The opinion of the court was delivered by: BYERS
This is a plaintiff's motion to strike defenses and counterclaim, and is disposed of as follows:
As to the first affirmative defense and counterclaim, the motion is denied, without prejudice to its renewal at an appropriate time during or after the completion of the trial.
As to the third defense, the motion is granted, without prejudice to the right of the defendant to assert all of the matters so pleaded in connection with the trial of the case.
The second alleged cause of action asserts that the defendants caused the bankrupt corporation to transfer to the defendant Student Portraits, Inc., 'its business together with all its goods, wares, merchandise, furniture, equipment, fixtures and automobiles in bulk and said sale and transfer was not made in the ordinary course of business and was fraudulent and void as against the existing and future creditors of the said H. Earl Eakin, Inc.'
The remaining paragraphs of that cause assert non-compliance with the requirements of Section 44 of the Personal Property Law of the State of New York; also that the defendant, Student Portraits, Inc. 'is therefore accountable and responsible to the plaintiff and to all other existing creditors' etc. 'to the extent of the value of' the property above referred to.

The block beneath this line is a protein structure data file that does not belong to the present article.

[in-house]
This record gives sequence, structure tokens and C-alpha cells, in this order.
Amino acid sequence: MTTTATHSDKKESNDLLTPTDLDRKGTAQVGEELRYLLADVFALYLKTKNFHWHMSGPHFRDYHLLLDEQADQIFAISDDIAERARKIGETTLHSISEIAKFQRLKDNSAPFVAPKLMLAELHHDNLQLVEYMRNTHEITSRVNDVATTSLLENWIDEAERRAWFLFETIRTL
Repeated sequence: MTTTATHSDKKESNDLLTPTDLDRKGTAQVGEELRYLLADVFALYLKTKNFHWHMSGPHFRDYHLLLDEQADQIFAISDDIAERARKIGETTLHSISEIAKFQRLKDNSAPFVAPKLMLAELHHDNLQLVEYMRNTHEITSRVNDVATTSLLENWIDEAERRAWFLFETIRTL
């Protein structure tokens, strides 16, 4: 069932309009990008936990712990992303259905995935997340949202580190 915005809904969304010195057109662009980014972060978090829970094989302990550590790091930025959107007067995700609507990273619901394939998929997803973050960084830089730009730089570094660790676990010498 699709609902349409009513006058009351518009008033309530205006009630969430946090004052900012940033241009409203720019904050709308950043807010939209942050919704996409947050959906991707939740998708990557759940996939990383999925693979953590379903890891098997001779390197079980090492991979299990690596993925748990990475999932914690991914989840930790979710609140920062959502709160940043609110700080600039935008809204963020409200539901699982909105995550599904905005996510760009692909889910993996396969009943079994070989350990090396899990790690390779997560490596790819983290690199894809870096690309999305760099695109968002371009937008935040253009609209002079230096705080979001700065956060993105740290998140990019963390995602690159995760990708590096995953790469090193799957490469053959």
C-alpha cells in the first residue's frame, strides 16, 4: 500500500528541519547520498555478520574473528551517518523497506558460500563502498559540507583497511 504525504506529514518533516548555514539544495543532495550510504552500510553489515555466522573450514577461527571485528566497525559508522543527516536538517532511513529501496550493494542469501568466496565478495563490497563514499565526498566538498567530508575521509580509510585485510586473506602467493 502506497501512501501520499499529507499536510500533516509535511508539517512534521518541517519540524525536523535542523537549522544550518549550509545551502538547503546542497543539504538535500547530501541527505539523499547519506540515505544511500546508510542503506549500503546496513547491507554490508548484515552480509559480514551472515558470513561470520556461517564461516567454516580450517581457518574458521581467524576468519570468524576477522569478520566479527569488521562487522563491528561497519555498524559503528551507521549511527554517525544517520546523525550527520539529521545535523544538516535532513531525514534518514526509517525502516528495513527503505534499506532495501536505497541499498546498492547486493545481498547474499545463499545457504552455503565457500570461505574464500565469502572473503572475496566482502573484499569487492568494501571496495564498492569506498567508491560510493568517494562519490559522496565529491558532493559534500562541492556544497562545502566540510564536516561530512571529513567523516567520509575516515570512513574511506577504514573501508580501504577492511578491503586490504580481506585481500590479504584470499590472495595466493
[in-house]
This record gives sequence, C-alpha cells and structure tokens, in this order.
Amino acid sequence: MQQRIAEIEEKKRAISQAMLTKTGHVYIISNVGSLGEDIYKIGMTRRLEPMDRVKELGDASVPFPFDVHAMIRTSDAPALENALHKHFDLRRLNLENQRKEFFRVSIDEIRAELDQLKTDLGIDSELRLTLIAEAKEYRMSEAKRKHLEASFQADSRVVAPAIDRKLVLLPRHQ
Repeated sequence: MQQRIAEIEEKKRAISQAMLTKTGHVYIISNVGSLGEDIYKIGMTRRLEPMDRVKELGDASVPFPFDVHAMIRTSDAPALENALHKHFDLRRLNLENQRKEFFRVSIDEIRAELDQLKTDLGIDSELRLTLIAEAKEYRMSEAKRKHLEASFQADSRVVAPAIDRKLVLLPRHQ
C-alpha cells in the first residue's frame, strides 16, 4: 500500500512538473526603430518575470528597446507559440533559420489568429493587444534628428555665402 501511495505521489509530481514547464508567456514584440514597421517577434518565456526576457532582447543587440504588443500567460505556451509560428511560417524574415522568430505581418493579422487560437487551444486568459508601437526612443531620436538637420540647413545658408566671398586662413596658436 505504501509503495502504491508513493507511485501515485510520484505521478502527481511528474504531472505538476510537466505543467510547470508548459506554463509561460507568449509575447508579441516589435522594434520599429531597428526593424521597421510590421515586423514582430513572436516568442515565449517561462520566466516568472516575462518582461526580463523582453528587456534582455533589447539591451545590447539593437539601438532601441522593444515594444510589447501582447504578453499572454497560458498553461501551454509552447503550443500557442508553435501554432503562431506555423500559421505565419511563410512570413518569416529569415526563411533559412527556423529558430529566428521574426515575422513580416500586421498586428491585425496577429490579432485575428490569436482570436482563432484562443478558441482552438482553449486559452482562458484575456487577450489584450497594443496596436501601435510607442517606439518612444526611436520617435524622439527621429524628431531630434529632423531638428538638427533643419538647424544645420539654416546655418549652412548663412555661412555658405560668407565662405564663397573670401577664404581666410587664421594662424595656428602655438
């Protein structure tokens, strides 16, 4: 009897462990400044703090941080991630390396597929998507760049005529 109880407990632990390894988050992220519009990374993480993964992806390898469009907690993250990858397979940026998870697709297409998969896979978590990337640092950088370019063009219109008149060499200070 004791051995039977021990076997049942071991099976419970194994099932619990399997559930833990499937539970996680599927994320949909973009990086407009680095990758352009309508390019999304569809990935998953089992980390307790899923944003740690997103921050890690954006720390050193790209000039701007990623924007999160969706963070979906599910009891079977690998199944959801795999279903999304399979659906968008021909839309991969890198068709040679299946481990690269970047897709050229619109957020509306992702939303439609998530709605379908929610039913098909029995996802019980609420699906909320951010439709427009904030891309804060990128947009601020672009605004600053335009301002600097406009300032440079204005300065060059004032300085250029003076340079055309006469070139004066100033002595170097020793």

The second affirmative defense alleges that the cause is barred by the three-year statute of limitations, Civil Practice Act, 49, and the theory of the defense is that the action is based upon a statute which provides for a penalty or forfeiture.
No authority has been cited to sustain this contention of the defendants, and the matter is therefore one of first impression.
It appears that this action was commenced within six years from the time of the alleged transfer and non-compliance with the statutory requirements above stated.
There is authority for the proposition that the action of a trustee in bankruptcy in suing a purchaser who failed to comply with the Bulk Sales Act was properly brought in equity. Irving Trust Co. v. Rosenwasser, D.C., 5 F.Supp. 1016.
A reading of the statute is convincing to this court that the remedies prescribed in subdivision 3 of section 44 do not spell out a forfeiture, since they prescribe for accountability to the creditors of the seller for the property so transferred, which is obviously to be distinguished from a forfeiture of the property itself.
The motion to strike the second complete affirmative defense is granted, reserving to the defendants the right to offer proof in support of any contention that may be deemed justified that the plaintiff has been guilty of laches sufficient to defeat a cause of action in equity.
© 1992-2004 VersusLaw ...